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Here’s What To Expect From Twitter’s Q1 Earnings

The egg is gone, but Twitter’s problems remain: It’s expected to see a decline in revenue for the first time since it went public.

Here’s What To Expect From Twitter’s Q1 Earnings
[Photo: courtesy of Twitter]

On the eve of its earnings report for the first quarter of 2017, things aren’t looking too good for Twitter. This has, of course, become something of a pattern, as Twitter’s user growth has stagnated over the past two years. Is it any surprise that the company has been reporting earnings at the crack of dawn? Bleary-eyed tech journalists be damned!

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But this quarter, analysts are predicting that even Twitter’s revenue could take a hit. For the first time since it went public, analysts are expecting a drop in year-over-year revenue. Their prediction: Twitter will see a 14% decline in revenue, from $595 million in Q1 last year to $512 million this quarter. As Twitter noted in its letter to shareholders last quarter, this is to be expected, given a decrease in ad revenue during Q4 and the “escalating competition for digital ad spending” (read: Snap and Facebook are gobbling up ad dollars). Plus, Twitter reportedly cut back on ad products like promoted tweets, in favor of investing more in areas like video.

Can Live Video Save The Day?

One bright spot in last quarter’s earnings report was indeed its live video push: Twitter streamed 600 hours of live video in Q4, attracting 31 million unique viewers. But those gains could be attributed to the election cycle and its Thursday Night Football streaming deal with the NFL, which Twitter has since lost to Amazon; it’s unclear what its video scoreboard will look like for this quarter.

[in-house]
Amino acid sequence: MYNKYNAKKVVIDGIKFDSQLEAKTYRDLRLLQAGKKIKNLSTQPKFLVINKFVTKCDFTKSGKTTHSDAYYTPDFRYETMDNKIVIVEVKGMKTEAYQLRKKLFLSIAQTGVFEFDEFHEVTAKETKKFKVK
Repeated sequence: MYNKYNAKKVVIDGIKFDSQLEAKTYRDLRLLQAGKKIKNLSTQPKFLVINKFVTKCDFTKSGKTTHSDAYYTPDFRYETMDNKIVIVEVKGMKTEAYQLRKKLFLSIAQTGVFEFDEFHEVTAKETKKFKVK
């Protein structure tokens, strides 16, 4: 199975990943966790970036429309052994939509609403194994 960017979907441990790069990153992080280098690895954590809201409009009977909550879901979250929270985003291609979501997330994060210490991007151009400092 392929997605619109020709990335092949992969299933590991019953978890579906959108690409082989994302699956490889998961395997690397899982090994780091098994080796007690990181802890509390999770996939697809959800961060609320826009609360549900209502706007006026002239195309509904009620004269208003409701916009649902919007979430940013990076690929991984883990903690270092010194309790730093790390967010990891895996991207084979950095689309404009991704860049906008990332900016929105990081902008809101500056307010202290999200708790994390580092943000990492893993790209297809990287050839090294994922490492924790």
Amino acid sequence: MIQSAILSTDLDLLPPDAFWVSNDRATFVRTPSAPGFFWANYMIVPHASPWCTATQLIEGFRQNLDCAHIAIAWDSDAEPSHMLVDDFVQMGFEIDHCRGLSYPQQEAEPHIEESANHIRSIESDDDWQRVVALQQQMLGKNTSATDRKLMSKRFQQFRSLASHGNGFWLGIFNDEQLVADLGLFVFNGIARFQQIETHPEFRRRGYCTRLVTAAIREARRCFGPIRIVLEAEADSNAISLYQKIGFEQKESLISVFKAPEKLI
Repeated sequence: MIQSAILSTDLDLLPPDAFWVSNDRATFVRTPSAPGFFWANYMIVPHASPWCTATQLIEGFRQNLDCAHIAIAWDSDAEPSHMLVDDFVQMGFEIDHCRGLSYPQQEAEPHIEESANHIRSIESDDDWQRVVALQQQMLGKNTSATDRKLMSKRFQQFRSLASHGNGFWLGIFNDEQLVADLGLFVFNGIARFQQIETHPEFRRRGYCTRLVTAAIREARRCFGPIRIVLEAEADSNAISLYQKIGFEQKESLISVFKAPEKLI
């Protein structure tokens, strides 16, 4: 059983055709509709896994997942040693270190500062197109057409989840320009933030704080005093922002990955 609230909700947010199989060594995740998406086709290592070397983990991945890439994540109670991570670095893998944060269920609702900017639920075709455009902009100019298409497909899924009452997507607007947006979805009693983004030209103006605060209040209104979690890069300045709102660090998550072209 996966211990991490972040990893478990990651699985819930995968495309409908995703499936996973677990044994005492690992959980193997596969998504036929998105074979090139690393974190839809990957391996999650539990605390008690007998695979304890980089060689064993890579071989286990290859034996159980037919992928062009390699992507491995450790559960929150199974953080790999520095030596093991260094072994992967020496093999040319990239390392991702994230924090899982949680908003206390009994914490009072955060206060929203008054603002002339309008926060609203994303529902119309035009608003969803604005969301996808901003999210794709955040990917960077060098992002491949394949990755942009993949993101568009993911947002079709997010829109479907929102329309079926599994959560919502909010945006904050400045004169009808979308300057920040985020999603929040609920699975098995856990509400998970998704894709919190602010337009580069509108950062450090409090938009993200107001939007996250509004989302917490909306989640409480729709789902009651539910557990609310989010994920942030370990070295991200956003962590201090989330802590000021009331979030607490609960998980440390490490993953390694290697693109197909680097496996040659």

Twitter has recently attempted to shift the focus from its sluggish growth in monthly users by emphasizing an upswing in daily user activity. This also explains why most of Twitter’s announcements over the past couple months have centered on curbing abuse—from limiting the reach of abusive tweets to nixing the default egg icon, which became synonymous with troll accounts. This isn’t to say Twitter has given up on acquiring new users, but the more optimistic goal now, it seems, is upping the engagement of existing users.

As Recode wrote earlier today, we might see renewed talk of a sale now that Twitter’s market cap has dipped to just over $10 billion. In fact, Twitter’s shareholder meeting next month will address a proposal to turn the company into a co-op—the unlikely result of a petition penned by users who worry a sale might compromise the platform. There might be hope after all.

About the author

Pavithra Mohan is an assistant editor for Fast Company Digital. Her writing has previously been featured in Gizmodo and Popular Science magazine.

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